The Phillies barely survived their first road trip of the season and their National League East lead over the Atlanta Braves has dwindled, but the team remains must-watch television for fans throughout the Delaware Valley.
The Phillies are averaging a 4.6 household rating (more than 129,000 households) through the first two months of the season for games airing on NBC Sports Philadelphia and NBC10, according to Nielsen numbers. That would put the team on pace to draw its highest television ratings since 2012, when the team averaged a 5.4 household rating.
The highest-rated game of the year was the Phillies’ win over the Washington Nationals on April 2, which drew a 7.8 household rating on NBC Sports Philadelphia+. It was the highest-rated regular season game to air on either NBC Sports Philadelphia or NBC Sports Philadelphia+ since the Phillies-Mets matchup on July 5, 2012.
The Phillies also gave a boost to ESPN’s Sunday Night Baseball, drawing 1.9 million viewers on March 31, according to Sports Business Daily’s Austin Karp. That’s well above the 1.5 million viewers ESPN has averaged for all 10 of its Sunday Night Baseball games this season, including last week’s Yankees-Red Sox matchup.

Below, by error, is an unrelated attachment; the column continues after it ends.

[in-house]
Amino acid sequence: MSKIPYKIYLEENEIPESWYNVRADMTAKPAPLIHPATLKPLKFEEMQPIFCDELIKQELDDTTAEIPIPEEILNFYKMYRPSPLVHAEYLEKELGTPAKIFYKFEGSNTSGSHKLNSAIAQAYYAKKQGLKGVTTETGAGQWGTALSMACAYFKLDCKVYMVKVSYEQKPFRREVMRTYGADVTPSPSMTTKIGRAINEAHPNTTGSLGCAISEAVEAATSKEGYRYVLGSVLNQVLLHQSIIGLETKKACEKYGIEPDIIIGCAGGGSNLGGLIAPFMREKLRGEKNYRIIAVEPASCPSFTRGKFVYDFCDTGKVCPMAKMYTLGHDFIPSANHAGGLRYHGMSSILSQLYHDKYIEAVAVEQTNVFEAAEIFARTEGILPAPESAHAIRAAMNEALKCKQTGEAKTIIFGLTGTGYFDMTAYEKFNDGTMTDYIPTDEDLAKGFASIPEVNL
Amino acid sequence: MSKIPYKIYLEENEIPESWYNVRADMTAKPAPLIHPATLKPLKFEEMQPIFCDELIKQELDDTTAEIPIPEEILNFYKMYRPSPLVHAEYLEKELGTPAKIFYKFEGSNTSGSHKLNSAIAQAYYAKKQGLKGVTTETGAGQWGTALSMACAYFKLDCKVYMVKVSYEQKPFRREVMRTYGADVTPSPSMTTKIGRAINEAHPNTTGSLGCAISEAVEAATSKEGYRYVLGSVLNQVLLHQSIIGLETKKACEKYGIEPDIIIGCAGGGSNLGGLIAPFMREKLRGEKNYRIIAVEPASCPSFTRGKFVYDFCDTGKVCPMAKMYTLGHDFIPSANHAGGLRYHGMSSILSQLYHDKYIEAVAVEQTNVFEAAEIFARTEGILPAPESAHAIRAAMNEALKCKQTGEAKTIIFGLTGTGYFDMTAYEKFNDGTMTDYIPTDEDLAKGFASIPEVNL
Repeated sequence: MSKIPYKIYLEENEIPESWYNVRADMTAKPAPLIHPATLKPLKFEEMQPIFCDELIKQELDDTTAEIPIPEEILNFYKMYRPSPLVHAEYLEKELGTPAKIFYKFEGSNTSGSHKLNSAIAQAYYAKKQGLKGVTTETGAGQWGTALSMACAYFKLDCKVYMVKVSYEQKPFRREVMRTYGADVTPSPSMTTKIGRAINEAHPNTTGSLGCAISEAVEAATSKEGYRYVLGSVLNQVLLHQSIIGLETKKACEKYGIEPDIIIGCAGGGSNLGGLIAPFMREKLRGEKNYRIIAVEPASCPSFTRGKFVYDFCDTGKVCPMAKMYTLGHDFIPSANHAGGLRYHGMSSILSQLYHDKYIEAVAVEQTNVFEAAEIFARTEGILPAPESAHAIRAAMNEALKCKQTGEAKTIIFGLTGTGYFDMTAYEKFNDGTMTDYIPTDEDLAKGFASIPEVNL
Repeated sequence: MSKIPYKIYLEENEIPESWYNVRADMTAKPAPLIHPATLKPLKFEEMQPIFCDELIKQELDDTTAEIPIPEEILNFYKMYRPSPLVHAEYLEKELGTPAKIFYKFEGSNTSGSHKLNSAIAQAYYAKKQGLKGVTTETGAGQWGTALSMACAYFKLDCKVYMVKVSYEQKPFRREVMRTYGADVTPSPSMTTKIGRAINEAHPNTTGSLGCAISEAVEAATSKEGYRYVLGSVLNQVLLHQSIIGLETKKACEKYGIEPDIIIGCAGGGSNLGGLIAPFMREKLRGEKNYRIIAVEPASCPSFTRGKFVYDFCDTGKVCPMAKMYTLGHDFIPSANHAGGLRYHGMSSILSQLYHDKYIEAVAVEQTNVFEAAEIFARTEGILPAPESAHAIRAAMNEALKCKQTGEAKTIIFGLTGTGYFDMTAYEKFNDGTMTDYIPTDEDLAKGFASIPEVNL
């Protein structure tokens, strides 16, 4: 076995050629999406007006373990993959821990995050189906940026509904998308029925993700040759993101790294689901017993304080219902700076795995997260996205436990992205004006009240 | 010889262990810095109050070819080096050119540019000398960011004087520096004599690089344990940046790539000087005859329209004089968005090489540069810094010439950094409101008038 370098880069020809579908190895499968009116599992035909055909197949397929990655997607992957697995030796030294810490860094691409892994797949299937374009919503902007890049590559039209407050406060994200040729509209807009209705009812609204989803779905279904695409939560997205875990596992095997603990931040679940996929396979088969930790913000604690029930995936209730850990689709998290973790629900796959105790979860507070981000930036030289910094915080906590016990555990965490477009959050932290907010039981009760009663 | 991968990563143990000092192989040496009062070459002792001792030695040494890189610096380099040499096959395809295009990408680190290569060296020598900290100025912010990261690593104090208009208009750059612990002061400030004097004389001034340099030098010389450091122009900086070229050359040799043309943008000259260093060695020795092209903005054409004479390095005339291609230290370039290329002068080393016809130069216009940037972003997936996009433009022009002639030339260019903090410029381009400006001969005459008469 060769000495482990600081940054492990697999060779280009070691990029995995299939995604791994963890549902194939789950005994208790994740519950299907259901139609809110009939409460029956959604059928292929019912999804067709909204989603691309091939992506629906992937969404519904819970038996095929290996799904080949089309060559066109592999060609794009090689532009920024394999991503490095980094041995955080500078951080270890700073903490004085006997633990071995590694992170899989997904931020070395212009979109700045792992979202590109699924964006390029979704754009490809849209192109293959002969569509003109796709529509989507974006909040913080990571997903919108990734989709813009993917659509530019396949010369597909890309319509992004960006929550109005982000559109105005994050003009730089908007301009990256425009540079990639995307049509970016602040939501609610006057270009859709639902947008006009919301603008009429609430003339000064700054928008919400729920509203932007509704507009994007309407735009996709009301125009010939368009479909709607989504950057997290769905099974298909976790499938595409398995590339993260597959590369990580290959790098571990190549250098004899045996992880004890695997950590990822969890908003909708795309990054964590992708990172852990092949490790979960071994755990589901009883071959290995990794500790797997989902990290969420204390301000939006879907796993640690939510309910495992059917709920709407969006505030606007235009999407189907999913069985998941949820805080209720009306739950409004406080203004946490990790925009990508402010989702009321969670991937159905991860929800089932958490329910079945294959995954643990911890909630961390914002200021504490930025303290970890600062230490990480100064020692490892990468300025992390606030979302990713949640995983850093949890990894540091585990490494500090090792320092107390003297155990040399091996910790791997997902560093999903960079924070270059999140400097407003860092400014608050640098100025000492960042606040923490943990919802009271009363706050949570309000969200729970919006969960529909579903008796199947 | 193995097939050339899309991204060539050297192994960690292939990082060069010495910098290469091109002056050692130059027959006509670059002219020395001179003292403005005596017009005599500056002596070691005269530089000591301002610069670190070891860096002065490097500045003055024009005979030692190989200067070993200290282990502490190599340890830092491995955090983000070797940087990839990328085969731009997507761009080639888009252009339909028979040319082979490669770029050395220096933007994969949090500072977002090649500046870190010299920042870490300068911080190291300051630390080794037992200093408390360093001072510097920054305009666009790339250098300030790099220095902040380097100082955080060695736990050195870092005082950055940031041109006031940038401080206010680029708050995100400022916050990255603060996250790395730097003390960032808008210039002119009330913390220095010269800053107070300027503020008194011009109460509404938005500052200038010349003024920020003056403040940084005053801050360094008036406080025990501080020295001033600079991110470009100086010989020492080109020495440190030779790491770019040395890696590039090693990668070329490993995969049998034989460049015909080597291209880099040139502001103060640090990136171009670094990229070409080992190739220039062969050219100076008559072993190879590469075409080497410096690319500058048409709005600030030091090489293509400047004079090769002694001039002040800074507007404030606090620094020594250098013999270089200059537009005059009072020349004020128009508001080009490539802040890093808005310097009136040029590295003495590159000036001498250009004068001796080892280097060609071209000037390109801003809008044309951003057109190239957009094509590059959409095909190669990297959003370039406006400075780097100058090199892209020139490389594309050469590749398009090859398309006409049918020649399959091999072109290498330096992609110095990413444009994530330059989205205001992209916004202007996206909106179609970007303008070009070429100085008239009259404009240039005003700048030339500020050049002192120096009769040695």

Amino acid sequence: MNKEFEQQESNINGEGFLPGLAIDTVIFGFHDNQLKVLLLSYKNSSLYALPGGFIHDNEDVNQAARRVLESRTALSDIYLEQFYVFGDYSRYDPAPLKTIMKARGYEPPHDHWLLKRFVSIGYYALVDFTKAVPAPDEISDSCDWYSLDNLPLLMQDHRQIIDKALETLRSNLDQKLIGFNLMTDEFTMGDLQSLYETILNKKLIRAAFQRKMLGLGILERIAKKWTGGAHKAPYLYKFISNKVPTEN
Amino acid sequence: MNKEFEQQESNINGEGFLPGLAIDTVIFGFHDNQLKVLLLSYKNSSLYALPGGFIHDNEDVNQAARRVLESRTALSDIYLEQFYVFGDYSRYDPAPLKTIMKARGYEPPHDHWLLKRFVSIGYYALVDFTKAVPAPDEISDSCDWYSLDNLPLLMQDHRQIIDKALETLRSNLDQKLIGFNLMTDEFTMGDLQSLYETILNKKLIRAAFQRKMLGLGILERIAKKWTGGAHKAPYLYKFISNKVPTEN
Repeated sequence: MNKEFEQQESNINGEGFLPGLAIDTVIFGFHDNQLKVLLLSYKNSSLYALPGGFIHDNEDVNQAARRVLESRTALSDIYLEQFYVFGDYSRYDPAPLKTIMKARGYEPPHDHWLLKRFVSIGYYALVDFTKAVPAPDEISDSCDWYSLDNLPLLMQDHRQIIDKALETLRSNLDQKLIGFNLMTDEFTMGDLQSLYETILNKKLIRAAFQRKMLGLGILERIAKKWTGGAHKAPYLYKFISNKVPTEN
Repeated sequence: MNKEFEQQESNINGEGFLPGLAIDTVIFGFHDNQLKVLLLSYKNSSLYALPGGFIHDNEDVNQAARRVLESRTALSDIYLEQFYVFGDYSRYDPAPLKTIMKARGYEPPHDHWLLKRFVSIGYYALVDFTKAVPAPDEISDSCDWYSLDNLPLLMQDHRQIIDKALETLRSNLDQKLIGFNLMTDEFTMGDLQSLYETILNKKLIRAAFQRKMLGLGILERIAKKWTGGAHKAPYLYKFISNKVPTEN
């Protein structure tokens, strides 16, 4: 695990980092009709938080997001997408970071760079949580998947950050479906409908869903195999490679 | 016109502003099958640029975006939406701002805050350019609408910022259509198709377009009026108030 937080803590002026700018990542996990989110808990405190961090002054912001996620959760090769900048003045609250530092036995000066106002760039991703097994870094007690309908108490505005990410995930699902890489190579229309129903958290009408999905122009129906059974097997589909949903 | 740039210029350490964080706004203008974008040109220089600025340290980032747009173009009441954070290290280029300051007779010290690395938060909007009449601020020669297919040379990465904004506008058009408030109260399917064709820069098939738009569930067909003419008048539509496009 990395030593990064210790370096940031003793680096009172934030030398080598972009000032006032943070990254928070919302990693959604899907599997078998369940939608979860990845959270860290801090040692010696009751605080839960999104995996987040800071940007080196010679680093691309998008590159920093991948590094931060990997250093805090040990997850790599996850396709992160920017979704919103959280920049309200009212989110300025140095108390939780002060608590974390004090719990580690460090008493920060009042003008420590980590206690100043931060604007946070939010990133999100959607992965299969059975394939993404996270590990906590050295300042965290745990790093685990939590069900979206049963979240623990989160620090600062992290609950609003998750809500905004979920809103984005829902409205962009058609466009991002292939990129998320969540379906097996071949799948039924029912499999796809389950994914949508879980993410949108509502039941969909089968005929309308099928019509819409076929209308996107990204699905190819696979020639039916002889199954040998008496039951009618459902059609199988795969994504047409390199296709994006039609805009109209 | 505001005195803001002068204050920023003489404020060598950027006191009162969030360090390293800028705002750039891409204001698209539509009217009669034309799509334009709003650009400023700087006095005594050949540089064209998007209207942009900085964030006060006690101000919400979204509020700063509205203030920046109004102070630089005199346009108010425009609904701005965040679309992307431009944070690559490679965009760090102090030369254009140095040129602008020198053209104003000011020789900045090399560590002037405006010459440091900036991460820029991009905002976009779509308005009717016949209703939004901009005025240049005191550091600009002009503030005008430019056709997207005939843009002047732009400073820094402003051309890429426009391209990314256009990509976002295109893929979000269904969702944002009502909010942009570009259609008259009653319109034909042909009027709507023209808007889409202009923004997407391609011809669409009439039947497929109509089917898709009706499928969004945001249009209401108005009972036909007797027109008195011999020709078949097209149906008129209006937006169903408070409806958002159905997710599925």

The interest in watching the Phillies also crosses over to the digital side, where games are averaging 19,000 unique streaming devices this season, according to NBC Sports Philadelphia. That’s an increase of 139 percent compared to last year.
Obviously, the interest stems from the Phillies’ aggressiveness during the offseason, where the team signed Harper and Andrew McCutchen (who suffered a season-ending ACL injury), and traded for J.T. Reamuto and Jean Segura. The recent acquisition of 32-year-old Jay Bruce also provided swift dividends, with the outfielder knocking in two home runs during the team’s win over the San Diego Padres Tuesday night.
After skyrocketing during the first month of the season, attendance at Citizens Bank Park also remains high. Through the team’s first 31 home games, the Phillies were averaging 35,396 fans per game, sixth-highest in the league (trailing the Dodgers, Cardinals, Yankees, Cubs, and Angels). That’s more than 10,000 additional fans per game at Citizens Bank Park compared to the same point last season, an increase that dwarfs every other team (the Oakland Athletics have the second-highest increase, averaging 3,500 more fans per game)
Few MLB teams have been able to increase their attendance this season, which is down about 2 percent overall across the league. Seventeen teams have seen less fans coming through the gate, led by the San Francisco Giants and the Toronto Blue Jays, who have each shed more than 6,000 fans per game. This is on top of the decline that occurred in 2018, when attendance was down league-wide by more than 3 million fans.
"When the game is walks, homers and strikeouts, that’s not a very appealing game to the eye of the fan,” former Phillies outfielder Tony Gwynn Jr. said on the Big Time Baseball podcast. “There’s a reason they stand when a guy gets a triple, or you feel the buzz when a guy steals second or third. ... Yes, home runs are exciting too, but it’s just a quick moment that you get to enjoy.”
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